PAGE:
Intel® Arria® 10 Transceiver PHY User Guide

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ID 683617
Date 3/28/2022
Public
Document Table of Contents

5.2.1.6. Scrambler

The scrambler randomizes data to create transitions to DC-balance the signal and help CDR circuits. The scrambler uses a x58 + x39 +1 polynomial and supports both synchronous scrambling used for Interlaken and asynchronous (also called self-synchronized) scrambling used for the 10GBASE-R protocol.

The asynchronous (self-synchronizing) mode does not require an initialization seed. Except for the two sync header bits in each 66-bit data block, the entire 64-bit payload is scrambled by feeding it into a linear feedback shift register (LFSR) continuously to generate scrambled data while the sync-header bits bypass the scrambler. The initial seed is set to all 1s. You can change the seed for the 10GBASE-R protocol using the Native PHY IP Parameter Editor.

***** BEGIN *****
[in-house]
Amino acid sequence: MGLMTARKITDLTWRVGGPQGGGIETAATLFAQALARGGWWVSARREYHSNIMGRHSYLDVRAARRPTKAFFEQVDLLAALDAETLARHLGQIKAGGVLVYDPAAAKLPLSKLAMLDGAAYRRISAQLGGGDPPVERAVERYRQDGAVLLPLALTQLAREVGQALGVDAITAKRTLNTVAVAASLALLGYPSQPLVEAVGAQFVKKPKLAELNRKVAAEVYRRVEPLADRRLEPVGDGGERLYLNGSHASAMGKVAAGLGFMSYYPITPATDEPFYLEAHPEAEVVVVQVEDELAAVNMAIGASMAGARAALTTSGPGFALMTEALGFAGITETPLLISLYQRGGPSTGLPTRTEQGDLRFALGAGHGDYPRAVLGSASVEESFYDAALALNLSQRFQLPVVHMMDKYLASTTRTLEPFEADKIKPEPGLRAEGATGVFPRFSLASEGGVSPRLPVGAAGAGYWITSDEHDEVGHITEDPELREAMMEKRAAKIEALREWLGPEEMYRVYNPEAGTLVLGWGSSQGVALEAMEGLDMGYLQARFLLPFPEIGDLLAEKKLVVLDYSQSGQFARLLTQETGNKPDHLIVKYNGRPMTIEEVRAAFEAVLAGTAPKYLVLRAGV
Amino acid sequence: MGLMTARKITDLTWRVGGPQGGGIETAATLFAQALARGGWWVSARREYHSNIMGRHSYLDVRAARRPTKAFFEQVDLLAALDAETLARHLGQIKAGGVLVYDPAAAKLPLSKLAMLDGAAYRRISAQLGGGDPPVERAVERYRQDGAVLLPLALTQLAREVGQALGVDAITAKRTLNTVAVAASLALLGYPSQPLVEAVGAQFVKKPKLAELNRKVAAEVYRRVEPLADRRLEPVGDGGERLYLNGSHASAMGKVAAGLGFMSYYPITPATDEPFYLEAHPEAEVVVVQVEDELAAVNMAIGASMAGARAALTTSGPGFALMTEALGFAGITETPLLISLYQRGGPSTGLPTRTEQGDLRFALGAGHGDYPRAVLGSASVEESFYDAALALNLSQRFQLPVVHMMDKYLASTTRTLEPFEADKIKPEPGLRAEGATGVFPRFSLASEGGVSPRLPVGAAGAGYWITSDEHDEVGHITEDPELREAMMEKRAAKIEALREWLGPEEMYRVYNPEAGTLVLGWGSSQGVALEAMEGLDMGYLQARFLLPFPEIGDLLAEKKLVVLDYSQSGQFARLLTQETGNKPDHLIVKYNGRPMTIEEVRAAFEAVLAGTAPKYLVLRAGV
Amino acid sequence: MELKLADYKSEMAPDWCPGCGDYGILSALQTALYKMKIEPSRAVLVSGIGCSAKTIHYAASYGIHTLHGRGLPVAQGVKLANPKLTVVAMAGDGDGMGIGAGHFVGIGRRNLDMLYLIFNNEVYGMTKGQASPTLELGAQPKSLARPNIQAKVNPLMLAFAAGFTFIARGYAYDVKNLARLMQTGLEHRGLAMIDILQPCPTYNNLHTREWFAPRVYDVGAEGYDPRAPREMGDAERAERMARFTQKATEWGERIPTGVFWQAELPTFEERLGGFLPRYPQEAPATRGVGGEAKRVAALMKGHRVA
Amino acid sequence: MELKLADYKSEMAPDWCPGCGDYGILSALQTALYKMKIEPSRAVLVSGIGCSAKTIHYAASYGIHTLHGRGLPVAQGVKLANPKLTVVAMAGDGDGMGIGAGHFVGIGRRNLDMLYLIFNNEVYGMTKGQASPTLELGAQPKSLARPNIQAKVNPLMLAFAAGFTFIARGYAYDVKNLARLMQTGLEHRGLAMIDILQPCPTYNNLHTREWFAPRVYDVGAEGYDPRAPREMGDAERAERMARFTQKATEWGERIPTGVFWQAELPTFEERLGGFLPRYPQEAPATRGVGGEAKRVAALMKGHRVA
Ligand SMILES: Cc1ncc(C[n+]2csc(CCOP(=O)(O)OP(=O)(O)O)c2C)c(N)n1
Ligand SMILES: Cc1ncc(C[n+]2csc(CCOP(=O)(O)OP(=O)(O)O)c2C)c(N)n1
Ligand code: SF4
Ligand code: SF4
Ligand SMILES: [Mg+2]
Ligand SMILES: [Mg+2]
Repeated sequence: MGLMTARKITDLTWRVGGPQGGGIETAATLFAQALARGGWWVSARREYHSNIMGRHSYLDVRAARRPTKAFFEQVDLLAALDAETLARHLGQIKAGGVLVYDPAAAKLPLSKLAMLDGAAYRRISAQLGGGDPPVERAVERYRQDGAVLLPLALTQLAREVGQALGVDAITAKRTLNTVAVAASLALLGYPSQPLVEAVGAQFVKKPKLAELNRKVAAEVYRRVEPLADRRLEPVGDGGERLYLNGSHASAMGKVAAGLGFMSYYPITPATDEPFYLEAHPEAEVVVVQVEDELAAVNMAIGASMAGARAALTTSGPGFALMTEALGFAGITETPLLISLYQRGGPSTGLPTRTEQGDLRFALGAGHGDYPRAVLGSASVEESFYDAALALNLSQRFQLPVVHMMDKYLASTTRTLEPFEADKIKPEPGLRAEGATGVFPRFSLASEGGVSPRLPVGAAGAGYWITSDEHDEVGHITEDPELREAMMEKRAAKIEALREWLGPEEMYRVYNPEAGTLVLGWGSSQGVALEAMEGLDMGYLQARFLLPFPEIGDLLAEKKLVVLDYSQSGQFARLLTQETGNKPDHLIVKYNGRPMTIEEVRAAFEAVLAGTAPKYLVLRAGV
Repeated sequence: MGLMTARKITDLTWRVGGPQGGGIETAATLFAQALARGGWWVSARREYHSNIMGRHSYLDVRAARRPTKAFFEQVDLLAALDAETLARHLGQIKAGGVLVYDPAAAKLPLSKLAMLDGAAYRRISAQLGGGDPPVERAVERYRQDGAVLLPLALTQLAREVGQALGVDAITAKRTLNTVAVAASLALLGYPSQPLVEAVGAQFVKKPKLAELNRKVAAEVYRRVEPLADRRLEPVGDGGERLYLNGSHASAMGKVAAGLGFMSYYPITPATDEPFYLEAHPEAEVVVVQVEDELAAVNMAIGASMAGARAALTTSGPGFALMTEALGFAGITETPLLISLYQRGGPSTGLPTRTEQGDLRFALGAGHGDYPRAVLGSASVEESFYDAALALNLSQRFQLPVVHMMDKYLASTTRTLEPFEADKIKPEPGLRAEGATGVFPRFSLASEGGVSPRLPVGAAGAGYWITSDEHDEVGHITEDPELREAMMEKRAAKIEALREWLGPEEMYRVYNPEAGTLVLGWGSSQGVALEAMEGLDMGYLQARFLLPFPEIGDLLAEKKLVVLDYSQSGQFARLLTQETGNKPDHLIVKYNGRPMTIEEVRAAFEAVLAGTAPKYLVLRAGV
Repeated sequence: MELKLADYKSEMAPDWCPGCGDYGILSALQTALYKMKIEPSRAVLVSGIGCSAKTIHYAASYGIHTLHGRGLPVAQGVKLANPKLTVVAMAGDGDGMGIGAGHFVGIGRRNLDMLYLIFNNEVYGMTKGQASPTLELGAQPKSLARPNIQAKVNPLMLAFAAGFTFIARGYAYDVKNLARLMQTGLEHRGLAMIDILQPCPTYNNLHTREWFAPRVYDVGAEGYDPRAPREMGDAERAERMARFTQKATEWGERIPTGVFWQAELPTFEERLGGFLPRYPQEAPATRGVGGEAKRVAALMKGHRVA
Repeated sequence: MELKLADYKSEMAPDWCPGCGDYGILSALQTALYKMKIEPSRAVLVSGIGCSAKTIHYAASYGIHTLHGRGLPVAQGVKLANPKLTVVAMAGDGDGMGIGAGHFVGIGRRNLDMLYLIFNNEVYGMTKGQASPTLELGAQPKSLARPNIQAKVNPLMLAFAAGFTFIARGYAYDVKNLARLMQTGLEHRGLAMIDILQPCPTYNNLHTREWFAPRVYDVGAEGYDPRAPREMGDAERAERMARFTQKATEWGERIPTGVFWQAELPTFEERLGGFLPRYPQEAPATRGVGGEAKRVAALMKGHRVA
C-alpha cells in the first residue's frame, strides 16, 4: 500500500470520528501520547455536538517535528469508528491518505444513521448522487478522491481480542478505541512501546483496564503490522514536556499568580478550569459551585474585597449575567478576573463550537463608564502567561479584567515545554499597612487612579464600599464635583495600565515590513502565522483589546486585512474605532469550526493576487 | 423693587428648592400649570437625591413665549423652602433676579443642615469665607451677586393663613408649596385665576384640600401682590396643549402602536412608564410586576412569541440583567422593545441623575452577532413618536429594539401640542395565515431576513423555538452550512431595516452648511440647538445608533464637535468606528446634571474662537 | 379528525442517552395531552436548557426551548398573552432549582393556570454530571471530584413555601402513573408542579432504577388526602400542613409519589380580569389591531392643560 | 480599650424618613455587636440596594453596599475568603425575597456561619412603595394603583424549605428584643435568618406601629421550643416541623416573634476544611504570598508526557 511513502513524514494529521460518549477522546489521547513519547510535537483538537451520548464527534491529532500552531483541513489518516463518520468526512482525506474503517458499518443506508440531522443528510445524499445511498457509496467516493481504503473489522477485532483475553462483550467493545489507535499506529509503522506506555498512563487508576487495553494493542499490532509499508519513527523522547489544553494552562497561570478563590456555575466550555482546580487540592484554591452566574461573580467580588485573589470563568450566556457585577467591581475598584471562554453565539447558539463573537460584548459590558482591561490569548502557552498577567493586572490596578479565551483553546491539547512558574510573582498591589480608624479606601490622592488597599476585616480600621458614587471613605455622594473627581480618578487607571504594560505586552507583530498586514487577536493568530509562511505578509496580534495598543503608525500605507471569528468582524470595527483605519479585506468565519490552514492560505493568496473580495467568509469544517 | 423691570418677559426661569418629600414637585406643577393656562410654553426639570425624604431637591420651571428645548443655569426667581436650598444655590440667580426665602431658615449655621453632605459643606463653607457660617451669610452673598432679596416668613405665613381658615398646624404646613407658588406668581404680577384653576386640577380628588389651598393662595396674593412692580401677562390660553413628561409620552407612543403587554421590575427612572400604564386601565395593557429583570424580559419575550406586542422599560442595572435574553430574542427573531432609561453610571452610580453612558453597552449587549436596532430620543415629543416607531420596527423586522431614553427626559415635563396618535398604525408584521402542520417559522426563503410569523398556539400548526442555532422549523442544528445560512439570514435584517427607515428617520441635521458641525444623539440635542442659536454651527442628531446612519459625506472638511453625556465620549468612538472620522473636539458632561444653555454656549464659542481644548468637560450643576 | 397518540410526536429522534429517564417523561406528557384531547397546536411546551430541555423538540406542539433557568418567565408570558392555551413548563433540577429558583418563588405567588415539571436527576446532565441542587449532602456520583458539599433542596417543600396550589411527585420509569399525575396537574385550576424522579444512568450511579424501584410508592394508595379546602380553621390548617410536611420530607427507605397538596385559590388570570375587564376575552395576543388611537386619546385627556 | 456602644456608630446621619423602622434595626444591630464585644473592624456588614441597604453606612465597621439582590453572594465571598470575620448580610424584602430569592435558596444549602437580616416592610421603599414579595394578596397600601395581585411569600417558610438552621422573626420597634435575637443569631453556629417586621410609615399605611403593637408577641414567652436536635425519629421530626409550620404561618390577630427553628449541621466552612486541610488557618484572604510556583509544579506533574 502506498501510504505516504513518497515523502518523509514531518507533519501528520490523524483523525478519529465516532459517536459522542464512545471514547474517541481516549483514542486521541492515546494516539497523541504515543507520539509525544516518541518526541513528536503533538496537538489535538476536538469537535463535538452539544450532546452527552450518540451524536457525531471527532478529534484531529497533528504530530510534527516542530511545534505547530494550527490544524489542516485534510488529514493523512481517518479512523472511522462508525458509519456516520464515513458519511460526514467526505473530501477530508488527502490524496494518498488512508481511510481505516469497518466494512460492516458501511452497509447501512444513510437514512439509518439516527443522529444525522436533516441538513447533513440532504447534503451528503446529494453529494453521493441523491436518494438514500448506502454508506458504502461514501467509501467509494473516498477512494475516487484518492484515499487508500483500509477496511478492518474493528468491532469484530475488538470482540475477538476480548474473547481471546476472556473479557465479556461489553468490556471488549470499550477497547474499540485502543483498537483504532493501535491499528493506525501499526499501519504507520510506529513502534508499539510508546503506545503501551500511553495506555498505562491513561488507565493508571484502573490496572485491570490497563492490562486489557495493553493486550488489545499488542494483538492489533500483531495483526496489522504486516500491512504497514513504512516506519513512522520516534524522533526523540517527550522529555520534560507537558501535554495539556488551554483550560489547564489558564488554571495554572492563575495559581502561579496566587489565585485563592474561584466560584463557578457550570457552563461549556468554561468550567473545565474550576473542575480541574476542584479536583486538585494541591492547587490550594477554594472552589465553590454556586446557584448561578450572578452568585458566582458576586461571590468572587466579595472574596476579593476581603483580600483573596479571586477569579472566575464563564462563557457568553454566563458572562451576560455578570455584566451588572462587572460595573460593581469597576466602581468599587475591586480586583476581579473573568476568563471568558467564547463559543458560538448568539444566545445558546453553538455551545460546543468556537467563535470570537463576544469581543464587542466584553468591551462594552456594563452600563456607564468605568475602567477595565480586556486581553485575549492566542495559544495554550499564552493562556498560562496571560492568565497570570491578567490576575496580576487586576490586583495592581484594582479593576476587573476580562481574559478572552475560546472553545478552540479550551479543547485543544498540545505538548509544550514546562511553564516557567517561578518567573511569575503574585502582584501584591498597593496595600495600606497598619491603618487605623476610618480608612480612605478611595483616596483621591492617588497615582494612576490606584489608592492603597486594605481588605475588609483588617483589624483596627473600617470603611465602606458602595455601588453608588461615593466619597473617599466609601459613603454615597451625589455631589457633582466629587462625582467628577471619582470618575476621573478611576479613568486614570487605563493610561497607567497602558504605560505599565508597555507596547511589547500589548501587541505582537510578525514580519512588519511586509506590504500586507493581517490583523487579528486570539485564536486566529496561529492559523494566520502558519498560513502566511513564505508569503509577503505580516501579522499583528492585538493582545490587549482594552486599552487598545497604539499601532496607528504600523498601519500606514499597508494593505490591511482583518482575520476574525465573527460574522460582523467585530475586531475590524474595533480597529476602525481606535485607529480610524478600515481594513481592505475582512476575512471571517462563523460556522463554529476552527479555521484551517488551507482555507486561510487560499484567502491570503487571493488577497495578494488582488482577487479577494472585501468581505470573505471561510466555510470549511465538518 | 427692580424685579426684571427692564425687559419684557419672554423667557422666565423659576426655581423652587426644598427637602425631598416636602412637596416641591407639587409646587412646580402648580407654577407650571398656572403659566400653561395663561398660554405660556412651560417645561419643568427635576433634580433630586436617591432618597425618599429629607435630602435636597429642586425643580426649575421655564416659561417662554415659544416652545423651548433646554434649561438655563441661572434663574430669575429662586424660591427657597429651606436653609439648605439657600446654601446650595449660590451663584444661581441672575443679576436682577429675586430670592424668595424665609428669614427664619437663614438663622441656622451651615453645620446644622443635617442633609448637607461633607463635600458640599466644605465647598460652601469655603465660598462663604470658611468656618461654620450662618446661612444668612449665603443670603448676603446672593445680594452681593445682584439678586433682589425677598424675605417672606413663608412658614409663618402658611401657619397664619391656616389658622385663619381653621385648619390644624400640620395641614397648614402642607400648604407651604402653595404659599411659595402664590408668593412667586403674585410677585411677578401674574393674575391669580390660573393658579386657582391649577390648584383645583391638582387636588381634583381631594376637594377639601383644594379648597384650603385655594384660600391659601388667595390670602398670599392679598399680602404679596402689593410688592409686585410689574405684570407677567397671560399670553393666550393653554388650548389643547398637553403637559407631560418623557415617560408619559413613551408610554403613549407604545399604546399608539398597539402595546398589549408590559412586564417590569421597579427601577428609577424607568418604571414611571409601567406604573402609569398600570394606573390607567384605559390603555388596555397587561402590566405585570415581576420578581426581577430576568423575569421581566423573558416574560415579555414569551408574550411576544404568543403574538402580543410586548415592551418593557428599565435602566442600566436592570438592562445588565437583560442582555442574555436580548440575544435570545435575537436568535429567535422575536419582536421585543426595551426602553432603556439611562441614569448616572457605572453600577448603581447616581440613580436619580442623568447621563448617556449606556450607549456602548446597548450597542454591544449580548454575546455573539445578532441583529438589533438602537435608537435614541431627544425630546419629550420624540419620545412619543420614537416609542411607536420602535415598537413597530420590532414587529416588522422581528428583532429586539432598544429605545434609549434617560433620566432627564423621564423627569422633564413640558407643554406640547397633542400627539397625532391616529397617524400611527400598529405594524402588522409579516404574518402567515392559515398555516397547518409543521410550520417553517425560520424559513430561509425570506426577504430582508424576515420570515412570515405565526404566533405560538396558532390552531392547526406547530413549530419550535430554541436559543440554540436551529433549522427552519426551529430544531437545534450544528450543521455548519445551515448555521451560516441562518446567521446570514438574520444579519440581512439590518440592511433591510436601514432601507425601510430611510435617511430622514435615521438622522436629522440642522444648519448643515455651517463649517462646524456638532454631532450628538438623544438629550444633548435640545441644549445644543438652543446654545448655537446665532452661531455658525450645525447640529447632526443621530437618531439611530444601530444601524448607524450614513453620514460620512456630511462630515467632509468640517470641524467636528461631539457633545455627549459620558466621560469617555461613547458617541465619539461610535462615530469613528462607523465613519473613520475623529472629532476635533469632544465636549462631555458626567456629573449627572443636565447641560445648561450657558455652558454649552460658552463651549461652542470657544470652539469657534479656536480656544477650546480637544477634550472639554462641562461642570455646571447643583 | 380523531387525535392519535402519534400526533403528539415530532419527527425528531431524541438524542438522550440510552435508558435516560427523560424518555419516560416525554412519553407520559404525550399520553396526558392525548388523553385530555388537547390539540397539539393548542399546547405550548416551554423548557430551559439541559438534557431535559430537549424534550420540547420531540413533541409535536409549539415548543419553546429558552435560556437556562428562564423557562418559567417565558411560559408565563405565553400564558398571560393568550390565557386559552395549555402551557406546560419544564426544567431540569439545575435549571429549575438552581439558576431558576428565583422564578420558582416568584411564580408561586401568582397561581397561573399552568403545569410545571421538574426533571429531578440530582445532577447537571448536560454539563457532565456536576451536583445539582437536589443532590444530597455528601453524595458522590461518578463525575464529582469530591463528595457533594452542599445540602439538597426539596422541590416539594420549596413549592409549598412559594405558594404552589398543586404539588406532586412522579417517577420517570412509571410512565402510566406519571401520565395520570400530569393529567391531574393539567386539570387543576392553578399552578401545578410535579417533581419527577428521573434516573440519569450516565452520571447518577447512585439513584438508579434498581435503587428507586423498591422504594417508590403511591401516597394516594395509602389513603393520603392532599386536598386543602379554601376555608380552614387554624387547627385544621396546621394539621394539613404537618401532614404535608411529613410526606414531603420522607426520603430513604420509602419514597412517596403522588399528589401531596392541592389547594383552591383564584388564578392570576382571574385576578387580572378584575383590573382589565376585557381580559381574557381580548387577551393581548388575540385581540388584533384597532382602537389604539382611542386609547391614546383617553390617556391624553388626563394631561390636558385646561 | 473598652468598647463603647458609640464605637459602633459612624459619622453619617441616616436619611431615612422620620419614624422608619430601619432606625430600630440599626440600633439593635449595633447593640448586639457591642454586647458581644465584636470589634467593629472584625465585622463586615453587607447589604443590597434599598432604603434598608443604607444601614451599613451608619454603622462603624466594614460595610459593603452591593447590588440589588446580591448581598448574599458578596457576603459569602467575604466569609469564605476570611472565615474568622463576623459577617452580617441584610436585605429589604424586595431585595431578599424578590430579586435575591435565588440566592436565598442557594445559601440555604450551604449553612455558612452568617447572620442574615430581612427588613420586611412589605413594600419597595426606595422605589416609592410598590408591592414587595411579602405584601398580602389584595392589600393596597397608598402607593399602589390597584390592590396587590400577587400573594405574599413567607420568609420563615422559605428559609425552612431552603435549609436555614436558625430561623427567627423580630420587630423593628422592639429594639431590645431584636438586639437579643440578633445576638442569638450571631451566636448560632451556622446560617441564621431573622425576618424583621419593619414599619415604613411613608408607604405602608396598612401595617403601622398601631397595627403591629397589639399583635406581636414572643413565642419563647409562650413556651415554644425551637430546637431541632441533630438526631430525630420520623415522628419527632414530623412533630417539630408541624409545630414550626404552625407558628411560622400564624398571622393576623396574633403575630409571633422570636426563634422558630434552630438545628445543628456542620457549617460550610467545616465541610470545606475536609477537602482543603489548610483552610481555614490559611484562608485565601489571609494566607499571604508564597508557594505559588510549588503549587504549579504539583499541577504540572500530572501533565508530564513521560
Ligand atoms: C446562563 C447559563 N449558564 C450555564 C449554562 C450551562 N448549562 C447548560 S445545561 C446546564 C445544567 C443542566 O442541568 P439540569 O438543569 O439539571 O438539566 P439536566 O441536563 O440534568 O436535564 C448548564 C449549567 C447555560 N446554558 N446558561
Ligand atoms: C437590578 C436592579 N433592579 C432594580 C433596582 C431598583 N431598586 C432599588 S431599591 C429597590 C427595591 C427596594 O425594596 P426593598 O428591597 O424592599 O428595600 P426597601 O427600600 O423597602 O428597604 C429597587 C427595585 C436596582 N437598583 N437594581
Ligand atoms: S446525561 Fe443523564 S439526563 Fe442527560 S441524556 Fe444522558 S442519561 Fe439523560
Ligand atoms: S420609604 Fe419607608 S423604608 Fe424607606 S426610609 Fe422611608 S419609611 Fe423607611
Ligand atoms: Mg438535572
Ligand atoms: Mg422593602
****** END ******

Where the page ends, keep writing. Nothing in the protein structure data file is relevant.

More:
Figure 243. Asynchronous Scrambler in Serial Implementation


In synchronous mode, the scrambler is initially reset to different programmable seeds on each lane. The scrambler then runs by itself. Its current state is XOR’d with the data to generate scrambled data. A data checker in the scrambler monitors the data to determine if it should be scrambled or not. If a synchronization word is found, it is transmitted without scrambling. If a Scrambler State Word is detected, the current scramble state is written into the 58-bit scramble state field in the Scrambler State Word and sent over the link. The receiver uses this scramble state to synchronize the descrambler. The seed is automatically set for Interlaken protocol.

Figure 244. Synchronous Scrambler Showing Different Programmable Seeds


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